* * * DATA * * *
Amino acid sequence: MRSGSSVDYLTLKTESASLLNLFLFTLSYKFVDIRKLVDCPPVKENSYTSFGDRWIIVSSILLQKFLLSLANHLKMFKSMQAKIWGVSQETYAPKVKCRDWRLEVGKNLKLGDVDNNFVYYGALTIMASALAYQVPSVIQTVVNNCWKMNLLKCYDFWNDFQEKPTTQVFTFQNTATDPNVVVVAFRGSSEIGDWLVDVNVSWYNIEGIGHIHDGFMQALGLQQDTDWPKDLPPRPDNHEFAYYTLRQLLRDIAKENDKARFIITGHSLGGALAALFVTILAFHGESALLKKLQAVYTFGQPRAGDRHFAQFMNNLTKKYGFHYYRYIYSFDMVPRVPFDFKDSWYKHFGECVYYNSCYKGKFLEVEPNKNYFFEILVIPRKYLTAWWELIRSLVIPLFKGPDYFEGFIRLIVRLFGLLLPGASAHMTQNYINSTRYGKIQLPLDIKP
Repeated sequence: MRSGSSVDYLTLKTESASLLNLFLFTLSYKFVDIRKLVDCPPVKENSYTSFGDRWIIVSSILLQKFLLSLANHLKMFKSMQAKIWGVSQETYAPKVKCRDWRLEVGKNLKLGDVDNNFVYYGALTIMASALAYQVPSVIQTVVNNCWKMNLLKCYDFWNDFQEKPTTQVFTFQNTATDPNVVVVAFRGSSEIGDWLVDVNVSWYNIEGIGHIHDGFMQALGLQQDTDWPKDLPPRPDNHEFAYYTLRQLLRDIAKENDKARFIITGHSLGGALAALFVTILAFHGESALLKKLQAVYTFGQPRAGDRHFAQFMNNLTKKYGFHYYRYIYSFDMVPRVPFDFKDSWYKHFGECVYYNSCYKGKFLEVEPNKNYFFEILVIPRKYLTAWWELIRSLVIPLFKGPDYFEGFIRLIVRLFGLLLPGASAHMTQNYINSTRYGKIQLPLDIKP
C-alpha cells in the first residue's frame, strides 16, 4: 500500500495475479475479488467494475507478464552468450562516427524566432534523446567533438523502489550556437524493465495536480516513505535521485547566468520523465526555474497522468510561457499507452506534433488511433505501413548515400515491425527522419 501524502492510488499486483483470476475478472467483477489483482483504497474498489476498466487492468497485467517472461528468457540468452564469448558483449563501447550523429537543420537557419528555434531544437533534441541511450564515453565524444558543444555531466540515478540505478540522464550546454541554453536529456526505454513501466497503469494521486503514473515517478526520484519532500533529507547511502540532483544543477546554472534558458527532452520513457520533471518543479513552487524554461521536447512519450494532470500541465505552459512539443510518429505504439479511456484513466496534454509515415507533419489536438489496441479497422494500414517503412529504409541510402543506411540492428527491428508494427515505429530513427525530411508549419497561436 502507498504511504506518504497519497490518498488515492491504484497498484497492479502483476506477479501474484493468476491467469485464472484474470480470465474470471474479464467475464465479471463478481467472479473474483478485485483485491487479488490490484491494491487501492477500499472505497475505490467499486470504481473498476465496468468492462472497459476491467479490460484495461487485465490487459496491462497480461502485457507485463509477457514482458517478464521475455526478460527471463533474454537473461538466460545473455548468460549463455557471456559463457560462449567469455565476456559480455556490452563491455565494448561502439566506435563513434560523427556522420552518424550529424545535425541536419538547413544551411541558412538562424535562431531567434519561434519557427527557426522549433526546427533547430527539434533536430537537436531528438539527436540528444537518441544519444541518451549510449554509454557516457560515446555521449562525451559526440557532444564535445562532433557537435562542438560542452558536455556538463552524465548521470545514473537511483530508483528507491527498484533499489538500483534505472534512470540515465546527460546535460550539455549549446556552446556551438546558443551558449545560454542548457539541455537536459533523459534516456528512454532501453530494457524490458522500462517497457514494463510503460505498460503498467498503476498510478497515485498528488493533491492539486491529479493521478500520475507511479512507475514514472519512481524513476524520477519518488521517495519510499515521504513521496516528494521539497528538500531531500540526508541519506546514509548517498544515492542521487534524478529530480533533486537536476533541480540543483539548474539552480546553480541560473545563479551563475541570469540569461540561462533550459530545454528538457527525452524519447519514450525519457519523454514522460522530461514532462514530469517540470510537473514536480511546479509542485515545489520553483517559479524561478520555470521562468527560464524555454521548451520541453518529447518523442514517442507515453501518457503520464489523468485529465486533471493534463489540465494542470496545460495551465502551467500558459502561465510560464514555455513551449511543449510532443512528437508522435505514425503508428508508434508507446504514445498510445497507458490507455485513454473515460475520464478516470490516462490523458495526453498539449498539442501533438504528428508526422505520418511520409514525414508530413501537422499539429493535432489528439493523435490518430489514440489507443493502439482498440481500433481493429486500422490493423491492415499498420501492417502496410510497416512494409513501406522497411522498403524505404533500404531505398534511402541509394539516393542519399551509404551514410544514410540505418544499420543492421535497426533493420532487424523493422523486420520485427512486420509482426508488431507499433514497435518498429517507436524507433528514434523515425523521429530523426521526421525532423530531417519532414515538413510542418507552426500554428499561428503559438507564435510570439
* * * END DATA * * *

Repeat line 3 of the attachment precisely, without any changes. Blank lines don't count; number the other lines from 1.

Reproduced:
C-alpha cells in the first residue's frame, strides 16, 4: 500500500495475479475479488467494475507478464552468450562516427524566432534523446567533438523502489550556437524493465495536480516513505535521485547566468520523465526555474497522468510561457499507452506534433488511433505501413548515400515491425527522419 501524502492510488499486483483470476475478472467483477489483482483504497474498489476498466487492468497485467517472461528468457540468452564469448558483449563501447550523429537543420537557419528555434531544437533534441541511450564515453565524444558543444555531466540515478540505478540522464550546454541554453536529456526505454513501466497503469494521486503514473515517478526520484519532500533529507547511502540532483544543477546554472534558458527532452520513457520533471518543479513552487524554461521536447512519450494532470500541465505552459512539443510518429505504439479511456484513466496534454509515415507533419489536438489496441479497422494500414517503412529504409541510402543506411540492428527491428508494427515505429530513427525530411508549419497561436 502507498504511504506518504497519497490518498488515492491504484497498484497492479502483476506477479501474484493468476491467469485464472484474470480470465474470471474479464467475464465479471463478481467472479473474483478485485483485491487479488490490484491494491487501492477500499472505497475505490467499486470504481473498476465496468468492462472497459476491467479490460484495461487485465490487459496491462497480461502485457507485463509477457514482458517478464521475455526478460527471463533474454537473461538466460545473455548468460549463455557471456559463457560462449567469455565476456559480455556490452563491455565494448561502439566506435563513434560523427556522420552518424550529424545535425541536419538547413544551411541558412538562424535562431531567434519561434519557427527557426522549433526546427533547430527539434533536430537537436531528438539527436540528444537518441544519444541518451549510449554509454557516457560515446555521449562525451559526440557532444564535445562532433557537435562542438560542452558536455556538463552524465548521470545514473537511483530508483528507491527498484533499489538500483534505472534512470540515465546527460546535460550539455549549446556552446556551438546558443551558449545560454542548457539541455537536459533523459534516456528512454532501453530494457524490458522500462517497457514494463510503460505498460503498467498503476498510478497515485498528488493533491492539486491529479493521478500520475507511479512507475514514472519512481524513476524520477519518488521517495519510499515521504513521496516528494521539497528538500531531500540526508541519506546514509548517498544515492542521487534524478529530480533533486537536476533541480540543483539548474539552480546553480541560473545563479551563475541570469540569461540561462533550459530545454528538457527525452524519447519514450525519457519523454514522460522530461514532462514530469517540470510537473514536480511546479509542485515545489520553483517559479524561478520555470521562468527560464524555454521548451520541453518529447518523442514517442507515453501518457503520464489523468485529465486533471493534463489540465494542470496545460495551465502551467500558459502561465510560464514555455513551449511543449510532443512528437508522435505514425503508428508508434508507446504514445498510445497507458490507455485513454473515460475520464478516470490516462490523458495526453498539449498539442501533438504528428508526422505520418511520409514525414508530413501537422499539429493535432489528439493523435490518430489514440489507443493502439482498440481500433481493429486500422490493423491492415499498420501492417502496410510497416512494409513501406522497411522498403524505404533500404531505398534511402541509394539516393542519399551509404551514410544514410540505418544499420543492421535497426533493420532487424523493422523486420520485427512486420509482426508488431507499433514497435518498429517507436524507433528514434523515425523521429530523426521526421525532423530531417519532414515538413510542418507552426500554428499561428503559438507564435510570439